Here are some of the latest health and medical news developments, compiled by the editors of HealthDay:
Trump Donates Salary to Fight Opioid Crisis
U.S. President Donald Trump has donated his third-quarter salary of $100,000 to help fight the nation's opioid epidemic, a White House official says.
The money was given to the Office of the Assistant Secretary of Health, which is in charge of federal public health offices and programs, including the surgeon general's office, the Associated Press reported.
The money will be used "to continue the ongoing fight against the opioid crisis," according to the White House.
Opioids were involved in most of the more than 70,000 drug overdose deaths in the U.S. in 2017, the AP reported.
Trump has pledged to donate his salary while in office to worthy causes, and donated his second-quarter salary to the surgeon general's office.
Death Toll in Samoa Measles Epidemic Reaches 25
The death toll in a measles epidemic sweeping Samoa has reached 25, and all but one of the victims have been young children, an official said Monday.
More than 140 new cases were reported within the past day, bringing the total to about 2,200 since the epidemic began last month, Samoa's Director General of Health Leausa Take Naseri said in a video statement, the Associated Press reported.
So far, 679 people have been admitted to hospital during the outbreak, and about 183 remain hospitalized. About 20 critically ill children are in hospital intensive care units.
Samoa declared a state of emergency nine days ago, closed all schools, banned children from public gatherings and ordered all people to get vaccinated. Teams have been administering thousands of vaccines, the AP reported.
Potentially Tainted Marijuana Sold in Colorado
A warning about possibly contaminated and moldy recreational and medical marijuana has been issued by Colorado officials.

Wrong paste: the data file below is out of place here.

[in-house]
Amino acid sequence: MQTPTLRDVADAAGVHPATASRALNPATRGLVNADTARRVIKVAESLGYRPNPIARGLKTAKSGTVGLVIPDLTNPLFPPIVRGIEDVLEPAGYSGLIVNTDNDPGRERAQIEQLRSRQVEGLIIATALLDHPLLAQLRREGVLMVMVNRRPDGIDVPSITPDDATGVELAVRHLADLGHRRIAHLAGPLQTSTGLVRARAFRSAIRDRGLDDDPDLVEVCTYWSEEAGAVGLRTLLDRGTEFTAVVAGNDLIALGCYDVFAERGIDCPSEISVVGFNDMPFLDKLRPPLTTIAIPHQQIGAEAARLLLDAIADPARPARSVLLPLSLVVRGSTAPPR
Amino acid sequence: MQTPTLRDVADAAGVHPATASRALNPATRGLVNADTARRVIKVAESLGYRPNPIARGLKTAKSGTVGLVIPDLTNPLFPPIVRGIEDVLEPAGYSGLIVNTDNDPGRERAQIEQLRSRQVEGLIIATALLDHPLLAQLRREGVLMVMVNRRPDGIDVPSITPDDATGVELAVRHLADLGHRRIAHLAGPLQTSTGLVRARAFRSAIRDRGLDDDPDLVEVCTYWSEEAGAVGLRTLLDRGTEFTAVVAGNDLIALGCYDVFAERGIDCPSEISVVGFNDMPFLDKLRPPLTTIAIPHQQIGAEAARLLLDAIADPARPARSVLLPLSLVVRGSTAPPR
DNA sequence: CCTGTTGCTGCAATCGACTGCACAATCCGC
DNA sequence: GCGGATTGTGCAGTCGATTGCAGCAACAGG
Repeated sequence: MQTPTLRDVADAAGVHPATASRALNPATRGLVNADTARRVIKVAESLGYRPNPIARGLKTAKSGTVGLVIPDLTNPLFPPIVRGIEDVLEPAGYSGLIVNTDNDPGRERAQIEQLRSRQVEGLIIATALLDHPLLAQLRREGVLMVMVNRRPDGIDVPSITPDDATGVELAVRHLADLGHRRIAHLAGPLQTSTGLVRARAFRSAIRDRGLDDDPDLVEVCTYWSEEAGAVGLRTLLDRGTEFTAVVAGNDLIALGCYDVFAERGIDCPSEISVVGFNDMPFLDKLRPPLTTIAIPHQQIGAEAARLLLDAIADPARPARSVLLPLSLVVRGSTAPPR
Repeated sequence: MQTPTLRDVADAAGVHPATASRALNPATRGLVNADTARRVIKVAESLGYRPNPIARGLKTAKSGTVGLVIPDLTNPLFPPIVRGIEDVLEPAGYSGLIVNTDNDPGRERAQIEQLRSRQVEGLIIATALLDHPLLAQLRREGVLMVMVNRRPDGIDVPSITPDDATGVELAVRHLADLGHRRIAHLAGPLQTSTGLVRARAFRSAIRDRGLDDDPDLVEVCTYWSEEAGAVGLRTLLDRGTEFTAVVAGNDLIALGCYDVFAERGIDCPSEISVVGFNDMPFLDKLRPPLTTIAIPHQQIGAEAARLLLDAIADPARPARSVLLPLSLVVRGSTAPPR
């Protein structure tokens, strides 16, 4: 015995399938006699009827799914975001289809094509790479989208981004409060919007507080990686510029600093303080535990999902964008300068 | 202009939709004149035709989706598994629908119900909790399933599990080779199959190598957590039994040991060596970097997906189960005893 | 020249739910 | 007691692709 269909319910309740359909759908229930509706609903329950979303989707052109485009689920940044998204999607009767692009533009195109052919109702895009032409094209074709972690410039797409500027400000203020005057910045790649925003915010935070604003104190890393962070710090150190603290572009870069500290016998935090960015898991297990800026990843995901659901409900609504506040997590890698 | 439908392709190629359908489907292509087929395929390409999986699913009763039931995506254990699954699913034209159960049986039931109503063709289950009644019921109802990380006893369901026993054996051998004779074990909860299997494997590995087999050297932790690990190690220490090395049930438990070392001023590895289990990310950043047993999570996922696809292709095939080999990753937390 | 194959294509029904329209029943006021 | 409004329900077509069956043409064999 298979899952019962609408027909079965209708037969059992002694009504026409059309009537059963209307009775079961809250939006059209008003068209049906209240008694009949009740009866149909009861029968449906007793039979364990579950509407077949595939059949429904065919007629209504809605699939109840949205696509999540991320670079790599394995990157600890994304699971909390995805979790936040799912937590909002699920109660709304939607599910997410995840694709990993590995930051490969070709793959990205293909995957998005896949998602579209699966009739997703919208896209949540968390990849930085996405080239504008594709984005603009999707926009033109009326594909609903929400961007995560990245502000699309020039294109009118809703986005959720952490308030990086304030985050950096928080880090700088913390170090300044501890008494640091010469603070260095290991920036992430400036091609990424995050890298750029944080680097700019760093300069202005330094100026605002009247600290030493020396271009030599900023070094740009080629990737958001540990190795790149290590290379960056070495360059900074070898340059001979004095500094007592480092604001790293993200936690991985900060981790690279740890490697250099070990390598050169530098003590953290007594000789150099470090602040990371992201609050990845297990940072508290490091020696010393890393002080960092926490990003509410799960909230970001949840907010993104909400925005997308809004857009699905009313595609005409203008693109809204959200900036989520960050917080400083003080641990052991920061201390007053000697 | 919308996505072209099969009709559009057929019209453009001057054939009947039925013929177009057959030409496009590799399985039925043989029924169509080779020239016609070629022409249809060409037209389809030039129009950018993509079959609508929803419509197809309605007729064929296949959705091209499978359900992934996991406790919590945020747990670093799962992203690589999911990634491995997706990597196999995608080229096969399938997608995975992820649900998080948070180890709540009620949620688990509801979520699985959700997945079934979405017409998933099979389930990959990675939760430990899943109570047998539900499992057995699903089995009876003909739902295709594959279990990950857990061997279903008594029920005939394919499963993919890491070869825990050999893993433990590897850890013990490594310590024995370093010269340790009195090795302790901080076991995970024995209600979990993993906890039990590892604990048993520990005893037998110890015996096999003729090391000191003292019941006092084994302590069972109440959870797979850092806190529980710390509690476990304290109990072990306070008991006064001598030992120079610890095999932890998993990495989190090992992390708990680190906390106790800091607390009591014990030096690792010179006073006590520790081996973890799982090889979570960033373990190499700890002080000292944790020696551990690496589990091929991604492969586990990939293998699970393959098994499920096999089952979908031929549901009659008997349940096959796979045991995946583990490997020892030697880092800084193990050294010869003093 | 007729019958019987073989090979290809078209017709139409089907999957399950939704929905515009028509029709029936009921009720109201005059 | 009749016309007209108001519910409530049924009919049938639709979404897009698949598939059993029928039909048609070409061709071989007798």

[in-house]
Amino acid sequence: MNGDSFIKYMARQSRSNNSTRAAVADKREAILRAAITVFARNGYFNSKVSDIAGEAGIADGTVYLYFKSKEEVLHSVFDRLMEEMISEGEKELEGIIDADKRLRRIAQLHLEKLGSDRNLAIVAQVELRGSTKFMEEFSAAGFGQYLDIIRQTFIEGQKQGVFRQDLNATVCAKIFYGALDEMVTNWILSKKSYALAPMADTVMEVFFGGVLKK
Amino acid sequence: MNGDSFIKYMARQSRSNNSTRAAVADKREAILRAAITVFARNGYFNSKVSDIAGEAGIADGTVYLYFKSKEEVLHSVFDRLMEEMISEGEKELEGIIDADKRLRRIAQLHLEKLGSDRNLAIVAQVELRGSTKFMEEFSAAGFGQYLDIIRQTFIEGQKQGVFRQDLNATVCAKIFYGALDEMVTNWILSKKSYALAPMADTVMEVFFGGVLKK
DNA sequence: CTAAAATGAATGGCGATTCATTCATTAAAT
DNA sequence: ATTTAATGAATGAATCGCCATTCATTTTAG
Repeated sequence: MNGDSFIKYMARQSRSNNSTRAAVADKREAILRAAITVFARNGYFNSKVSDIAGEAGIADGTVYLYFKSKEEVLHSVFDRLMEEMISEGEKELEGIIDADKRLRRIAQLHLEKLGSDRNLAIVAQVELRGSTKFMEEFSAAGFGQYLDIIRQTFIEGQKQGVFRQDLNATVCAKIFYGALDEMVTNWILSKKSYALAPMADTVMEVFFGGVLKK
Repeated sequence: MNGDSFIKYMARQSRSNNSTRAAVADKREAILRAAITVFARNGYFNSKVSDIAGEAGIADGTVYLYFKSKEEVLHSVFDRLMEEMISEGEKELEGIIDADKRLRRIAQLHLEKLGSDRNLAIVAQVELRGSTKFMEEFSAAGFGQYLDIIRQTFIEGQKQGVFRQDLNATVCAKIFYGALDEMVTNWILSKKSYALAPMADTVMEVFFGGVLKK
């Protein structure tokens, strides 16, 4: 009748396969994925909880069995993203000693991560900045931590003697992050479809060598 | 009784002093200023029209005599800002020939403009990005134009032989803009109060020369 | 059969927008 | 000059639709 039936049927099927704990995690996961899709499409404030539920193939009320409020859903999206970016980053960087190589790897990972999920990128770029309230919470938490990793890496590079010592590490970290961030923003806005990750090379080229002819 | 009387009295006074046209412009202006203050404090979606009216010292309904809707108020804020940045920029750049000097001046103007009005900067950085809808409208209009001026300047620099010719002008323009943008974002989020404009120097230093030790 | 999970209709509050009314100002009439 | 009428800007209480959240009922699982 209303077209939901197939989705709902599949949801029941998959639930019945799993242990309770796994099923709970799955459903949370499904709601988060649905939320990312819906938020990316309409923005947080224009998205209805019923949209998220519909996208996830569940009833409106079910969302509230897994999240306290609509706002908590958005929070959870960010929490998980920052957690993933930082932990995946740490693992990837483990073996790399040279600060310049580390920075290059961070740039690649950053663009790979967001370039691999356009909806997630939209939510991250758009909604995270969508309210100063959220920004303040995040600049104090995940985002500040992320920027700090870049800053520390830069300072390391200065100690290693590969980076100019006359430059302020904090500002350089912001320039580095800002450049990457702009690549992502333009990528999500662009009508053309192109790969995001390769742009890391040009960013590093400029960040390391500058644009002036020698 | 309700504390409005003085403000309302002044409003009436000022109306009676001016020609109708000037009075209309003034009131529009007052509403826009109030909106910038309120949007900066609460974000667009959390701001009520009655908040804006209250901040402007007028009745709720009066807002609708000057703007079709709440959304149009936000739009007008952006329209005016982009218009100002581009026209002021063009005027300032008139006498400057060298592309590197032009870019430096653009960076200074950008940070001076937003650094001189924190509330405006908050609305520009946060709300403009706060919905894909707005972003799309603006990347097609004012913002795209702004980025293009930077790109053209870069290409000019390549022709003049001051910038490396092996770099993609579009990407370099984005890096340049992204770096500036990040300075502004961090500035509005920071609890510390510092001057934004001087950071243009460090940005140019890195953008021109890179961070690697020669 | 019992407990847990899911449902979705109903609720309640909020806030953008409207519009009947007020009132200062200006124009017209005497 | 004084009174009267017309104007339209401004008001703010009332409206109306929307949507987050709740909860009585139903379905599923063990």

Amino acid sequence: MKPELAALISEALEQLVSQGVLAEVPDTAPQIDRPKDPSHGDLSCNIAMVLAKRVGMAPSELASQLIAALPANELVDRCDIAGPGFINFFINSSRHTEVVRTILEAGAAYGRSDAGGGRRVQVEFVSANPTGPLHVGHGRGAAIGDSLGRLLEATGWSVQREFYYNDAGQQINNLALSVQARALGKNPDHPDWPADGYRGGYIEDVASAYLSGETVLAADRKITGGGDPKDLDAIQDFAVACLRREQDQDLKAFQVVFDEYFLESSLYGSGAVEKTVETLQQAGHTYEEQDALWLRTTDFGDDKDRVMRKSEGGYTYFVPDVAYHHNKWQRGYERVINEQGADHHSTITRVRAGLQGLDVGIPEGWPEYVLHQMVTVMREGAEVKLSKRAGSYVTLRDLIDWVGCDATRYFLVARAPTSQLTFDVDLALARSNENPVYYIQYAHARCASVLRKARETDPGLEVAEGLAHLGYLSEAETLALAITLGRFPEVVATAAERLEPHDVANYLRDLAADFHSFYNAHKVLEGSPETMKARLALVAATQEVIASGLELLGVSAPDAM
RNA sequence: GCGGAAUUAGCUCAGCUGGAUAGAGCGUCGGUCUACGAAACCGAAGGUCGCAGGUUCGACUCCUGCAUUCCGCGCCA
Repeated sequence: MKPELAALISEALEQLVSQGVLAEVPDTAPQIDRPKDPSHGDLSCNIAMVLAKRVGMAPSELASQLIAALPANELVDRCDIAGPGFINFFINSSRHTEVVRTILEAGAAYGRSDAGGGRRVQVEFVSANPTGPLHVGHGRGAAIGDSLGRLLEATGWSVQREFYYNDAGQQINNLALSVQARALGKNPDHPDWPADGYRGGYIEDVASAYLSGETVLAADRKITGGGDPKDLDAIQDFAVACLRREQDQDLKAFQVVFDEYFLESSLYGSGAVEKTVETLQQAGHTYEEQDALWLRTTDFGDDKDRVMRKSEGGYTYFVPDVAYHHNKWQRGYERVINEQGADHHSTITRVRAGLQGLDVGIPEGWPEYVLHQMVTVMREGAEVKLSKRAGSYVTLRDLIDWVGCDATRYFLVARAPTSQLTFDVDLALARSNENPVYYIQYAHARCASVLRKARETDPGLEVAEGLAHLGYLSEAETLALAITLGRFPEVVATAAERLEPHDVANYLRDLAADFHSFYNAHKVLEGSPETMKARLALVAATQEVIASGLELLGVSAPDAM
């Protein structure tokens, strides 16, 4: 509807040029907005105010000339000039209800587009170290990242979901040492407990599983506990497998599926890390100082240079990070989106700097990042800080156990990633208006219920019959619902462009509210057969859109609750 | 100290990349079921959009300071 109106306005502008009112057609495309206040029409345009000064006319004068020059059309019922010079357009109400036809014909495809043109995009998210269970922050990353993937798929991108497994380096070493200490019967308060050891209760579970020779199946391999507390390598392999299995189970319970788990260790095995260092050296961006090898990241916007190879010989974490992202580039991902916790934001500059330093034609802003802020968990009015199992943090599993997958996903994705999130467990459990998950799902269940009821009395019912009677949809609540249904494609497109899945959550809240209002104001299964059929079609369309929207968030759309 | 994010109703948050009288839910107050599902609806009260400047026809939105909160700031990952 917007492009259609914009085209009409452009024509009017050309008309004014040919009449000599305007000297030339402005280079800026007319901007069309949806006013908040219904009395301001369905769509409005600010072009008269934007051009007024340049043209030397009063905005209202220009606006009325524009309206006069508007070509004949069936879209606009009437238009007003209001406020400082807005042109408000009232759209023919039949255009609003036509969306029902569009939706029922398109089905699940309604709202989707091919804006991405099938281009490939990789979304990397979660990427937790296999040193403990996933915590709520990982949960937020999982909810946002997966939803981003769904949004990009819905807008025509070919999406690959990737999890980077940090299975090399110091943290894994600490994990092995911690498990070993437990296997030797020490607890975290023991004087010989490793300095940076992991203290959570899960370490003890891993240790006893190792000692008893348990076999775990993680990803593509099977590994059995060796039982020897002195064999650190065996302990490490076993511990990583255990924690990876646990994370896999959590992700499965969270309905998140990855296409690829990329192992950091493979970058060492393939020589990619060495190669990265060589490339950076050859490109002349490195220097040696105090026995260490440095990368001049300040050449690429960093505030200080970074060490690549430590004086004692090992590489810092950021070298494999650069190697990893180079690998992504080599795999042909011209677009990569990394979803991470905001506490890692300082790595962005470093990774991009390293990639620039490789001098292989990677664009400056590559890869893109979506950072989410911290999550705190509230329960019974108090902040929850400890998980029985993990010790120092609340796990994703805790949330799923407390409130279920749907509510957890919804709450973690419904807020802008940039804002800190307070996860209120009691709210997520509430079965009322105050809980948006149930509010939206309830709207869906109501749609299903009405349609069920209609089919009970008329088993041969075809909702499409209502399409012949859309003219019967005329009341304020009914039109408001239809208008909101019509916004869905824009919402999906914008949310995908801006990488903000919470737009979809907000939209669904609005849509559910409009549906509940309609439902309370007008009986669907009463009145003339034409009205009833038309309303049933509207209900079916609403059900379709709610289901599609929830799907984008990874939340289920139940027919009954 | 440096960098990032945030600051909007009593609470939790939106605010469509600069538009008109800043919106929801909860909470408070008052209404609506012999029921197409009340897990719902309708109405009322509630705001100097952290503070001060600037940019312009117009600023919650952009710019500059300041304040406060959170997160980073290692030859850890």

The affected marijuana was mistakenly distributed due to a technical error, according to Colorado Department of Revenue news release. It said the error has been corrected, CNN reported.
The error occurred between Oct. 21 and Nov. 13, 2019 and the affected marijuana was sold between Oct. 21 and Nov. 14, 2019.
The affected medical marijuana strains are Blue Dream, 9LB Hammer, and Super Lemon Haze, which were sold by the medical marijuana dispensaries Tweedleaf, Cross Genetics and Elevations, the news release said.
The affected retail strains are Ghost Cake Killah, Grape Ape and Snowball, sold at Mighty Tree, Natural Alternatives for Health, Doctors Garden and Green Dragon, CNN reported.
People who bought the affected marijuana strains should return them to stores or health outlets for disposal, officials said.
No reports of health problems associated with the affected marijuana have been received, according to Shannon Gray, spokeswoman for the Colorado Department of Revenue's Marijuana Enforcement division, CNN reported.
Polio Vaccines Causing Polio Cases
More children worldwide are being paralyzed by polio viruses from vaccines than from viruses in the wild, according to new data.
The World Health Organization and partners last week noted nine new vaccine-linked polio cases in Nigeria, Congo, Central African Republic and Angola, the Associated Press reported.
Seven other African countries have similar outbreaks and there have also been cases in Asia.
It's rare, but the live virus in oral polio vaccine can mutate into a form that can cause new cases. All the current vaccine-related cases have been caused by a Type 2 virus in the vaccine. The wild version of the virus was eliminated years ago, the AP reported.
German Dies of Infection from Dog's Lick
Pet owners should seek immediate medical care if they develop unusual flu-like symptoms, doctors say after a case study about a 63-year-old man in Germany who died of a rare infection contracted when he was licked by his dog.
The infection was caused by capnocytophaga canimorsus bacteria, which is commonly found in the mouths of dogs and cats, but rarely transmitted to humans, CNN reported.
The case study was published in the Journal of Case Reports in Internal Medicine.
In May, doctors amputated an Ohio woman's legs and hands after she contracted a capnocytophaga canimorsus infection, likely caused when her puppy licked an open cut, CNN reported.
Last year, a Wisconsin's man nose and limbs were amputated after he contracted the same type of infection.
Capnocytophaga canimorsus is "completely normal flora of a dog's mouth and usually doesn't cause any sort of significant disease. However, in the wrong place, at the wrong time, in the wrong patient ... it can lead to severe infections -- but very, very rarely," Dr. Stephen Cole, lecturer in veterinary microbiology, University of Pennsylvania School of Veterinary Medicine, told CNN.
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